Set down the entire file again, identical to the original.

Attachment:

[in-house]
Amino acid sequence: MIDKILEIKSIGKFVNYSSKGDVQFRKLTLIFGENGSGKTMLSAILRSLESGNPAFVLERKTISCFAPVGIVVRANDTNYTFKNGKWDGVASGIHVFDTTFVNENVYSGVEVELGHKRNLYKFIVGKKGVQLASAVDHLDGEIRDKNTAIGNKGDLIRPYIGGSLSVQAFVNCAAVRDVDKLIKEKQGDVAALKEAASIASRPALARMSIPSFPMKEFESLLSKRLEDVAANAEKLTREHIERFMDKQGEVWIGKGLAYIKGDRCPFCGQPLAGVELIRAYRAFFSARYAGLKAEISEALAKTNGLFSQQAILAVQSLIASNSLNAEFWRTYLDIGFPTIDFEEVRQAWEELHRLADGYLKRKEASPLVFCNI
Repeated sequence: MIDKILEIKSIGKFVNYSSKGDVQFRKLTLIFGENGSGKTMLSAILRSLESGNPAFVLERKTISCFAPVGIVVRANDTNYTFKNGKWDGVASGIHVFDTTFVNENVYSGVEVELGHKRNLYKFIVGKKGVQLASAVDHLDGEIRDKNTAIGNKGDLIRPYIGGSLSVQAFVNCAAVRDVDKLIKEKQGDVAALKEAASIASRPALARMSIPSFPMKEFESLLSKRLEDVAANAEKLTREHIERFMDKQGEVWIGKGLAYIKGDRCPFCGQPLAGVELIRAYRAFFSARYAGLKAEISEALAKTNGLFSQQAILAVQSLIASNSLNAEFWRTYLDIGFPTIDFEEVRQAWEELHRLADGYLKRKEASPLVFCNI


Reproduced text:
[in-house]
Amino acid sequence: MIDKILEIKSIGKFVNYSSKGDVQFRKLTLIFGENGSGKTMLSAILRSLESGNPAFVLERKTISCFAPVGIVVRANDTNYTFKNGKWDGVASGIHVFDTTFVNENVYSGVEVELGHKRNLYKFIVGKKGVQLASAVDHLDGEIRDKNTAIGNKGDLIRPYIGGSLSVQAFVNCAAVRDVDKLIKEKQGDVAALKEAASIASRPALARMSIPSFPMKEFESLLSKRLEDVAANAEKLTREHIERFMDKQGEVWIGKGLAYIKGDRCPFCGQPLAGVELIRAYRAFFSARYAGLKAEISEALAKTNGLFSQQAILAVQSLIASNSLNAEFWRTYLDIGFPTIDFEEVRQAWEELHRLADGYLKRKEASPLVFCNI
Repeated sequence: MIDKILEIKSIGKFVNYSSKGDVQFRKLTLIFGENGSGKTMLSAILRSLESGNPAFVLERKTISCFAPVGIVVRANDTNYTFKNGKWDGVASGIHVFDTTFVNENVYSGVEVELGHKRNLYKFIVGKKGVQLASAVDHLDGEIRDKNTAIGNKGDLIRPYIGGSLSVQAFVNCAAVRDVDKLIKEKQGDVAALKEAASIASRPALARMSIPSFPMKEFESLLSKRLEDVAANAEKLTREHIERFMDKQGEVWIGKGLAYIKGDRCPFCGQPLAGVELIRAYRAFFSARYAGLKAEISEALAKTNGLFSQQAILAVQSLIASNSLNAEFWRTYLDIGFPTIDFEEVRQAWEELHRLADGYLKRKEASPLVFCNI